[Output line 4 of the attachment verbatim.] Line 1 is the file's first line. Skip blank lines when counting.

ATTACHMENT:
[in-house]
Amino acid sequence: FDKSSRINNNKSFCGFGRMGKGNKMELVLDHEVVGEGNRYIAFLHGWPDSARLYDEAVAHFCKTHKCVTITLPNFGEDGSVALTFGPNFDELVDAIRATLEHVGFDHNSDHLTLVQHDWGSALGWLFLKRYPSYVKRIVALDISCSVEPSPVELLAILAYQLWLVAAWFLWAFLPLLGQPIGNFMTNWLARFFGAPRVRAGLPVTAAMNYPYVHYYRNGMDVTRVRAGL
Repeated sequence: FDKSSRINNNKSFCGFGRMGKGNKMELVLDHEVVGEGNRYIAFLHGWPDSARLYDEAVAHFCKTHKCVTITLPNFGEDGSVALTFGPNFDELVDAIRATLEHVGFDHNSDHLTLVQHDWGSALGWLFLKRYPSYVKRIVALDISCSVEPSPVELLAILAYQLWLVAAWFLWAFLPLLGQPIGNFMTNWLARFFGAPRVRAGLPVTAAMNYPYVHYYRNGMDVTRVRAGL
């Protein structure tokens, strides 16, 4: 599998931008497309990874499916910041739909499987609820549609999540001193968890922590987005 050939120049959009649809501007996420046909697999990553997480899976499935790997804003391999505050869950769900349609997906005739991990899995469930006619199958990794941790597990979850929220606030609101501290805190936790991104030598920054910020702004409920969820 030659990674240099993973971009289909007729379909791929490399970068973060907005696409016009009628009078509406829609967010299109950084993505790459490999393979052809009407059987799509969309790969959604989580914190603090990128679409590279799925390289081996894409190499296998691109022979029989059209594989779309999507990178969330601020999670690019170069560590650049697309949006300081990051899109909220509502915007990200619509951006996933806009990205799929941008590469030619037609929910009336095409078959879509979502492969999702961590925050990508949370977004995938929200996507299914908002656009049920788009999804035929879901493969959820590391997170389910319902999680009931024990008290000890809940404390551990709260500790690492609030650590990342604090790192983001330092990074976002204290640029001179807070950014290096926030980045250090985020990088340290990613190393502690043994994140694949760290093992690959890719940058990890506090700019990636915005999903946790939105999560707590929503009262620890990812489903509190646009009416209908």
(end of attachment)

């Protein structure tokens, strides 16, 4: 599998931008497309990874499916910041739909499987609820549609999540001193968890922590987005 050939120049959009649809501007996420046909697999990553997480899976499935790997804003391999505050869950769900349609997906005739991990899995469930006619199958990794941790597990979850929220606030609101501290805190936790991104030598920054910020702004409920969820 030659990674240099993973971009289909007729379909791929490399970068973060907005696409016009009628009078509406829609967010299109950084993505790459490999393979052809009407059987799509969309790969959604989580914190603090990128679409590279799925390289081996894409190499296998691109022979029989059209594989779309999507990178969330601020999670690019170069560590650049697309949006300081990051899109909220509502915007990200619509951006996933806009990205799929941008590469030619037609929910009336095409078959879509979502492969999702961590925050990508949370977004995938929200996507299914908002656009049920788009999804035929879901493969959820590391997170389910319902999680009931024990008290000890809940404390551990709260500790690492609030650590990342604090790192983001330092990074976002204290640029001179807070950014290096926030980045250090985020990088340290990613190393502690043994994140694949760290093992690959890719940058990890506090700019990636915005999903946790939105999560707590929503009262620890990812489903509190646009009416209908």